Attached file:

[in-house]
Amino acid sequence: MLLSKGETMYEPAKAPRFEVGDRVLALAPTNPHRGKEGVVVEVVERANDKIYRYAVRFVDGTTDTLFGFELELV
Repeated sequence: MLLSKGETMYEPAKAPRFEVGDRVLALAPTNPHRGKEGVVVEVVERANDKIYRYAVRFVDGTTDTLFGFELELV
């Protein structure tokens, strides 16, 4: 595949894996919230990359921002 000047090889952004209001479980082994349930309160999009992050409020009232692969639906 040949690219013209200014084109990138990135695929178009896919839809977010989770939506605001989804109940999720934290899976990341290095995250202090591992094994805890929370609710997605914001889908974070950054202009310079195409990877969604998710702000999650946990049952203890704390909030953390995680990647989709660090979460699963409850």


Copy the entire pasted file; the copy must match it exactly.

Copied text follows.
[in-house]
Amino acid sequence: MLLSKGETMYEPAKAPRFEVGDRVLALAPTNPHRGKEGVVVEVVERANDKIYRYAVRFVDGTTDTLFGFELELV
Repeated sequence: MLLSKGETMYEPAKAPRFEVGDRVLALAPTNPHRGKEGVVVEVVERANDKIYRYAVRFVDGTTDTLFGFELELV
């Protein structure tokens, strides 16, 4: 595949894996919230990359921002 000047090889952004209001479980082994349930309160999009992050409020009232692969639906 040949690219013209200014084109990138990135695929178009896919839809977010989770939506605001989804109940999720934290899976990341290095995250202090591992094994805890929370609710997605914001889908974070950054202009310079195409990877969604998710702000999650946990049952203890704390909030953390995680990647989709660090979460699963409850």